As the CEO and co-founder of a leading financial technology company, I have some advice for young women graduates looking for or settling into their first jobs.
Here are tips I've gleaned from both my career and from watching other women in the workforce in the hopes of helping you build your career.
Build your brand
For the first 10 years of your career, think of yourself as a product that you are developing and marketing. Think about building your brand and creating a strong product. Early in your career, your personal brand is going to be about the brands you have on your resume.
Seek experience in companies that have well-recognized brands, because some of their luster will rub off on you. If you can go to work for a bigger brand and take a lesser role, do it. If you can't, make sure that you move around to get different experiences inside the company.
Your knowledge base is also part of your brand, so think of yourself as being in knowledge-acquisition mode for at least the first ten years, making your product—yourself—more valuable. When I worked for Mentor Graphics, a large tech company, I started in their Corporate Finance Group doing financial analysis. When I could, I moved to pricing analysis, and eventually had responsibility for pricing and packaging of the company products. Pricing was part of corporate marketing, so this allowed me to join the marketing team and then make a move into division marketing. I transitioned into as many different roles as I could, which gave me the opportunity to learn and to figure out what I wanted to do.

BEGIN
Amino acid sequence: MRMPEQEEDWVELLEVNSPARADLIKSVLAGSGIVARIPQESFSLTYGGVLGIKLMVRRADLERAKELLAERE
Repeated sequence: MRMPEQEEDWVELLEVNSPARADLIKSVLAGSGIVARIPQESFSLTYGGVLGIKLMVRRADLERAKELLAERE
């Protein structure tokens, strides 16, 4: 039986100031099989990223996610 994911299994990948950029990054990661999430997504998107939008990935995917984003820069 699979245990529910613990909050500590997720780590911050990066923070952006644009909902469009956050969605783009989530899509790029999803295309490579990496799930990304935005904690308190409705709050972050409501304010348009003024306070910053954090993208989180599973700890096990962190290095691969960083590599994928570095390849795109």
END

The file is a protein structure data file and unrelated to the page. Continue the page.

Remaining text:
Don't be afraid to change course
Coming out of college, young people put so much pressure on themselves to find a perfect job, but it's not an irreversible decision. You don't have to find the perfect job out of the gate because you'll have multiple shots at it. If you find yourself in a job and it's not what you thought it was, or if you don't like working in the field you majored in, do something else.
When I graduated, I started my career at KPMG. I worked at fitting in for about year before I realized accounting wasn't for me. Accounting has changed a lot since then, but at the time it was mainly score-keeping—measuring and reporting what had already happened in a business. This position helped me understand I wanted to be involved in making decisions that drove a business, so I decided to make a change. I applied to MBA programs. A year later, I was on my way to Harvard Business School. Your career is going to be